Posture Perfect: How Posture Impacts Your Media Presence
“Sit up straight!” – A phrase many of us would hear throughout our childhood, prompting us to correct our posture. After years of reminders (and some badgering), sitting up straight has become ingrained in many of us but unfortunately; we don’t always take notice of our posture when it matters most. When a potential client sits down in your office for the first time, do you sit up straight? Sure — but for some of us, this doesn’t always translate to on-camera appearances.
Do you have decent posture but can’t seem to get it right on television? The reason behind your slouching and rounded shoulders really isn’t that surprising. It’s called nerves and while you may think you have none, your subconscious has a completely different opinion. Like any high stress situation (like appearing on live television for the first time), it’s natural for us to revert back to old habits without even realizing it. When you first step on set, your mind is likely running a mile a minute as you review your talking points, check your appearance, make friends with the host/producer, and so on. Once you mic up and take your seat in front of the camera – you’re likely wondering if you’re prepared and ready to preform. But what have you most likely not thought of? Your posture.
While sitting up straight plays a crucial role, there are several other factors that can contribute to your overall posture as well. The following are few tips to help make you posture perfect.
- Sit on the Edge of Your Seat – Sitting toward the front of your seat will encourage better posture. While sitting with you back rested on the chair can help provide good support, it usually leads to slouching or slumping. This is also true if you tend to utilize armrests as this will encourage you to shrug and round your shoulders.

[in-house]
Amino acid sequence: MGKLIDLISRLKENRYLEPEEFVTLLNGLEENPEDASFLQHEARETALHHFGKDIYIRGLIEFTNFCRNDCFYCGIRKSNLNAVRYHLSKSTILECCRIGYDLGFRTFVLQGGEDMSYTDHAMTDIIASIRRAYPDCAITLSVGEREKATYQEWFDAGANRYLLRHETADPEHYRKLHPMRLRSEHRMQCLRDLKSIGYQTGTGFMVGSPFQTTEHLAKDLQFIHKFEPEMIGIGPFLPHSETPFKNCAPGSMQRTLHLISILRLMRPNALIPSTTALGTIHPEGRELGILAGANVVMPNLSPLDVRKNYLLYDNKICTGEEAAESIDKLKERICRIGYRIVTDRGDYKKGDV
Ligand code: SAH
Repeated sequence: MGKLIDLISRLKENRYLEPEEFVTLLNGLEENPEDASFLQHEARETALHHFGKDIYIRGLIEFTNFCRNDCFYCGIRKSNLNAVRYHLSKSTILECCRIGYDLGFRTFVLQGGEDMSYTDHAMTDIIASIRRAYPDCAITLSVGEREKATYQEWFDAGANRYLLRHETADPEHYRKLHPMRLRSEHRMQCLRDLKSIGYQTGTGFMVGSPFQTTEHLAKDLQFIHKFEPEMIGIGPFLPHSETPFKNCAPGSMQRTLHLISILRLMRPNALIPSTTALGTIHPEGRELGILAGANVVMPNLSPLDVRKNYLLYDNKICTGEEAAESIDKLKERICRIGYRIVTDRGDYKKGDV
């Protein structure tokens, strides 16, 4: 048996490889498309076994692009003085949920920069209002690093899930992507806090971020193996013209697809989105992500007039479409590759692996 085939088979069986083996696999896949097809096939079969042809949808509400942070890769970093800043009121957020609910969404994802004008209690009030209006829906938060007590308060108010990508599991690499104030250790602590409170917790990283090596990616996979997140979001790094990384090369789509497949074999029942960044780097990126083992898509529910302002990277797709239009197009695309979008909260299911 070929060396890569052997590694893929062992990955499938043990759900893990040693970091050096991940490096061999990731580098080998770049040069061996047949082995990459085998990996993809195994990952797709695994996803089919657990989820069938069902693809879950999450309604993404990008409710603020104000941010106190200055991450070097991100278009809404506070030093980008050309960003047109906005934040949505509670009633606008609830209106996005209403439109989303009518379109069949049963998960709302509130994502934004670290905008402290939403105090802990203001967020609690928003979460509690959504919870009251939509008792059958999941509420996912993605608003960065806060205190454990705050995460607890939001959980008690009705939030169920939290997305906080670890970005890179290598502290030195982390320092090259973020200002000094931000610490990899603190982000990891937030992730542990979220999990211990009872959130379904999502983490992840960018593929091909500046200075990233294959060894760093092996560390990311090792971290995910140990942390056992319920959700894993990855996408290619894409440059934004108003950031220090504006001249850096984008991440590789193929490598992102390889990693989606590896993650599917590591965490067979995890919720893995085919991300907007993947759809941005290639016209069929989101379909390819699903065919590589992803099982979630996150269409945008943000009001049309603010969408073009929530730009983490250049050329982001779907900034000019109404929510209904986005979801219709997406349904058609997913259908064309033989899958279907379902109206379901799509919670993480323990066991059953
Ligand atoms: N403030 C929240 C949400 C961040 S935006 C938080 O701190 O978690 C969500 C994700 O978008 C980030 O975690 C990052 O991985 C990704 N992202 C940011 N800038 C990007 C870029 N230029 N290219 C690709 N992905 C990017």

- Relax Your Shoulders – After taking your seat, take a deep breath in and pull your shoulders back and down. This will not only encourage you to sit up even straighter, but it will also release the tension in your shoulders that can cause you to shrug, creating an illusion that you have little to no neck.
- Ground Your Feet – If possible, place your feet on the floor. This will limit any nervous twitching or tapping of the foot. If you’re in a director’s type chair, try resting your foot on the ledge provided. Female should try crossing their legs at the ankles as opposed to at the knee. This will allow you ground both of your feet as opposed to just one.
- Square Your Shoulders – In simple terms – turn toward the host/anchor while keeping the camera in mind. It’s important to engage the host throughout your interview by facing toward them and leaning in slightly. However, keep in mind this conversation is taking place between three people—you, the host and the audience so be sure not to turn completely away, shutting out the audience. Addressing the camera from time to time can help personalize your interview.
- Level Your Chin – Depending on what’s naturally comfortable to you, many of us have a tendency to either drop or raise our chin during public speaking. This often times can create an unflattering angel and can impact your ability to breath properly while speaking. Prior to your interview, try practicing in a mirror to get a feel for the most natural resting position for your chin.